Iowa Political Correctness Law: A Slippery Slope for Religious Liberty?

By David E. Prince   •   July 12, 2016

Are you willing to go to jail for your use of pronouns?

According to the Iowa Civil Rights Commission, the Iowa Civil Rights Act (Iowa Code Chapter 216, effective July 1, 2007) means that it is illegal harassment in the state to use intentionally, “names and pronouns inconsistent with a person’s presented gender.” This law could impact the way churches do ministry, on multiple levels.

The Iowa Civil Rights Commission also explains that while it is still legal to maintain gender-segregated restrooms the law permits access to those bathrooms is only restricted by a person’s gender identity rather that their birth sex.

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According to the Commission, “Transgender individuals must also be allowed to use a gender-identity appropriate restroom without being harassed or questioned.” To be clear, the Commission writes, “It is now ILLEGAL in Iowa to discriminate against a person because of his/her sexual orientation or gender identity” (all caps in the original). Further, they explain that illegal harassment also includes; verbal, physical, or psychological abuse, along with written conduct and demeaning remarks.

Does this law apply to churches? According to the Iowa Civil Rights Commission, the answer is, “Sometimes.”

The Commission originally stated that Iowa religious institutions are only exempt when facilities are used for “a bona fide religious purpose.” Incomprehensibly, the Commission then asserted, “Where qualifications are not related to a bona fide religious purpose, churches are still subject to the law’s provisions. (e.g. a child care facility operated at a church or a church service open to the public).”

On July 8, after a lawsuit was filed, the Commission modified its explanation of the law to say that places of worship are generally exempt from Iowa’s anti-discrimination law except when they are open for voting, providing a day care facility or other non-religious activities.

The language originally asserted that any church service open to the public would not be exempt from the Iowa Civil Rights Act. It is hard to fathom they the Commission originally suggested that a public service of worship could be construed as not having a bona fide religious purpose. While being thankful the Commission changed their explanation for the better, their explanation of the law is still problematic and restricts a a person of faith’s ability to live out their faith.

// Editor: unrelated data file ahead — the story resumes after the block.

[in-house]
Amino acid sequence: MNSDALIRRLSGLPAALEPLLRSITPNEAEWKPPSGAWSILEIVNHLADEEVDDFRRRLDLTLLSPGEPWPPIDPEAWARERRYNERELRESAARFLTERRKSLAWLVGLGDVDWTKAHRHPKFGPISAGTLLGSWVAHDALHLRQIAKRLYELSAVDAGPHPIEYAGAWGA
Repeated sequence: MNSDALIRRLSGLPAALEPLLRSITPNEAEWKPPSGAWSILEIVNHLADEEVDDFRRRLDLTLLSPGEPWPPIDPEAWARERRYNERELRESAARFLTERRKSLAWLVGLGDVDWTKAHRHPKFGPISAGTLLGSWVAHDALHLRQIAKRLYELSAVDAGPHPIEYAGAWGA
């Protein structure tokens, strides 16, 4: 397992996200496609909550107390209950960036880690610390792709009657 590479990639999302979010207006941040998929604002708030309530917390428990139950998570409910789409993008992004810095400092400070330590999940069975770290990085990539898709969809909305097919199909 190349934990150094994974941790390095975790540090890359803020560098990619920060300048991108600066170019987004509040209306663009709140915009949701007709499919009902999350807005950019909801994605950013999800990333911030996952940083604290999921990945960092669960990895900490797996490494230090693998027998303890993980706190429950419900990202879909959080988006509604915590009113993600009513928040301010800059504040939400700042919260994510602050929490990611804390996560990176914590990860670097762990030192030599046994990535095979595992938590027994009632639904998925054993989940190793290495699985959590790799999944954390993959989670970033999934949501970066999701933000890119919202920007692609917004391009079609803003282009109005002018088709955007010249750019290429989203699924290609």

The Commission maintains that governmental officials will determine whether writings, speaking, or pronoun use, should be considered demeaning. It also means that a place of worship serving the public good as a voting place of daycare facility that restricts bathrooms and locker rooms to an individual’s God-given biological sex would be in the words of the Iowa Civil Rights Commission, “ILLEGAL.”

This law is tantamount to the government officials in Iowa becoming a de facto state church. Alliance Defending Freedom Legal Counsel Christiana Holcomb said, “Churches have always been protected from government intrusion, and they still are. They have a firmly established freedom to teach their beliefs and set internal policies that reflect their Biblical teachings about marriage and human sexuality. One can hardly imagine a more obvious unconstitutional invasion of the state into the internal affairs of the church.”

Eugene Peterson has warned that American pastors often become ceremonial figures, preoccupied with external image and outwardly visible success. He writes, “The pastors of America have metamorphosed into a company of shopkeepers, and the shops they keep are churches. They are preoccupied with shopkeeper’s concerns—how to keep the customers happy, how to lure customers away from competitors down the street, how to package the goods so that the customers will lay out more money” (Working the Angles, Eerdmans, 1987: 2). Ceremonial pastors, committed to managing the congregational status quo, can only maintain the mirage of being Christ’s shepherds in times of cultural ease.

Times when the government starts attempting to dictate the pronouns pastors can use and monitor the bathrooms in the church building, call for courageous gospel agitators who eschew Christian sentimentality. Our times call for pastors who will shepherd their congregations by willingly paying a price for what they believe and unhesitatingly speak truth to power.

These challenges to religious liberty will continue to come and when the self-appointed governmental bishops arrive on behalf of the de facto state church and say, “Use the prescribed pronouns, or else,” genuine pastors will say, “Or else then, we must obey God rather than men” (Acts 5:29).

And may our churches pray, “Lord, look upon their threats and grant to your servants to continue to speak your word with all boldness” (Acts 4:29). What a great time and opportunity to be a Christian with the light of the Gospel in a confused and dark culture.

David E. Prince is pastor of preaching and vision at Ashland Avenue Baptist Church in Lexington, Kentucky and assistant professor of Christian preaching at The Southern Baptist Theological Seminary. He is the author of In the Arena and Church with Jesus as the Hero. He blogs at Prince on Preaching and frequently writes for The Ethics and Religious Liberty Commission, For the Church, and Preaching Today.